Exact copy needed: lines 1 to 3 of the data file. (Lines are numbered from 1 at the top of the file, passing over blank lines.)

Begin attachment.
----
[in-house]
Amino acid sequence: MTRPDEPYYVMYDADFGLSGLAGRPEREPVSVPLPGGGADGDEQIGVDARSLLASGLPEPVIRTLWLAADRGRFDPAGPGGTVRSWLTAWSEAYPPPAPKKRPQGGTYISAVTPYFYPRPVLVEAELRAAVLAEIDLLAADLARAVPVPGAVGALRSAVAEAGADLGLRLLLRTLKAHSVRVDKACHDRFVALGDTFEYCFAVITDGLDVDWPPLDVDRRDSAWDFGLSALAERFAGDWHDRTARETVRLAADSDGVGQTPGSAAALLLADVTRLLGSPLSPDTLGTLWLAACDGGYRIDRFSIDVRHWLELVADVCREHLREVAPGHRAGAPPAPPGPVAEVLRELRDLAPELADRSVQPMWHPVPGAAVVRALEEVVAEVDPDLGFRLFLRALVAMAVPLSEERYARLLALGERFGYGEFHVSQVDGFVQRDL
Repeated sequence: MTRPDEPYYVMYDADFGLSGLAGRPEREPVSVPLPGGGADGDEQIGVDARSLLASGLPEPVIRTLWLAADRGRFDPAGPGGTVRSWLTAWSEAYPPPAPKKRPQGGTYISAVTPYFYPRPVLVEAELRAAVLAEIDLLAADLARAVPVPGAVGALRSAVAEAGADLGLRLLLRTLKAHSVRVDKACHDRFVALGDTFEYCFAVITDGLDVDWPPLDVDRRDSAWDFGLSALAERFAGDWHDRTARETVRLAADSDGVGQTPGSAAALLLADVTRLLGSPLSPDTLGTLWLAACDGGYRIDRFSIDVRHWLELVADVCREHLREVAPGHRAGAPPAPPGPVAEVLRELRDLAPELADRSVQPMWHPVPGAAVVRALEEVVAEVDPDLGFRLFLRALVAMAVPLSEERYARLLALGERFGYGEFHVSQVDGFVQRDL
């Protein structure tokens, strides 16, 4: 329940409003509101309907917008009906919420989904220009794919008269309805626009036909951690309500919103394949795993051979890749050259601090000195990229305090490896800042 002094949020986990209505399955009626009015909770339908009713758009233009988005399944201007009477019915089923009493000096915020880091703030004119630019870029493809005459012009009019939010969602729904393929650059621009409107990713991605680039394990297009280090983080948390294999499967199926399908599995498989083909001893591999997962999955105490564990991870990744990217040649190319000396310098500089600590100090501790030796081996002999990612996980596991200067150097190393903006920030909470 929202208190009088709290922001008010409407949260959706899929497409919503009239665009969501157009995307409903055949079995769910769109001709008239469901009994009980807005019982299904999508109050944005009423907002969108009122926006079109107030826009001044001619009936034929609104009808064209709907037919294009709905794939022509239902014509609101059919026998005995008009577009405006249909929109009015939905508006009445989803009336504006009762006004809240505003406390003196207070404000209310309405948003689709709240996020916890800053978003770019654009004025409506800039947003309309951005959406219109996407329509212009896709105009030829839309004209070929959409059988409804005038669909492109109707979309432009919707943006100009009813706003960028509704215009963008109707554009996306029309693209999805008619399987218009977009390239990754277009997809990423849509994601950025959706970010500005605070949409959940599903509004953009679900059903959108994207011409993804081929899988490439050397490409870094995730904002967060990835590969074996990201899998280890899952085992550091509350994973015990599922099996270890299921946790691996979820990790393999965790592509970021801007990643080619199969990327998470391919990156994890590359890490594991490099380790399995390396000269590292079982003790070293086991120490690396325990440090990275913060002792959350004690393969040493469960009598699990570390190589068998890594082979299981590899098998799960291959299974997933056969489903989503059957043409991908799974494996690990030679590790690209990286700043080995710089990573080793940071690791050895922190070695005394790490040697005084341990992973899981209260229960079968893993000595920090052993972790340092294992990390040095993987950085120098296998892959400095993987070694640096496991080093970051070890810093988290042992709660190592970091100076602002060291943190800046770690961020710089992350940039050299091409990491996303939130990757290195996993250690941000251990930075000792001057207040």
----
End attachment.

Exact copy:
[in-house]
Amino acid sequence: MTRPDEPYYVMYDADFGLSGLAGRPEREPVSVPLPGGGADGDEQIGVDARSLLASGLPEPVIRTLWLAADRGRFDPAGPGGTVRSWLTAWSEAYPPPAPKKRPQGGTYISAVTPYFYPRPVLVEAELRAAVLAEIDLLAADLARAVPVPGAVGALRSAVAEAGADLGLRLLLRTLKAHSVRVDKACHDRFVALGDTFEYCFAVITDGLDVDWPPLDVDRRDSAWDFGLSALAERFAGDWHDRTARETVRLAADSDGVGQTPGSAAALLLADVTRLLGSPLSPDTLGTLWLAACDGGYRIDRFSIDVRHWLELVADVCREHLREVAPGHRAGAPPAPPGPVAEVLRELRDLAPELADRSVQPMWHPVPGAAVVRALEEVVAEVDPDLGFRLFLRALVAMAVPLSEERYARLLALGERFGYGEFHVSQVDGFVQRDL
Repeated sequence: MTRPDEPYYVMYDADFGLSGLAGRPEREPVSVPLPGGGADGDEQIGVDARSLLASGLPEPVIRTLWLAADRGRFDPAGPGGTVRSWLTAWSEAYPPPAPKKRPQGGTYISAVTPYFYPRPVLVEAELRAAVLAEIDLLAADLARAVPVPGAVGALRSAVAEAGADLGLRLLLRTLKAHSVRVDKACHDRFVALGDTFEYCFAVITDGLDVDWPPLDVDRRDSAWDFGLSALAERFAGDWHDRTARETVRLAADSDGVGQTPGSAAALLLADVTRLLGSPLSPDTLGTLWLAACDGGYRIDRFSIDVRHWLELVADVCREHLREVAPGHRAGAPPAPPGPVAEVLRELRDLAPELADRSVQPMWHPVPGAAVVRALEEVVAEVDPDLGFRLFLRALVAMAVPLSEERYARLLALGERFGYGEFHVSQVDGFVQRDL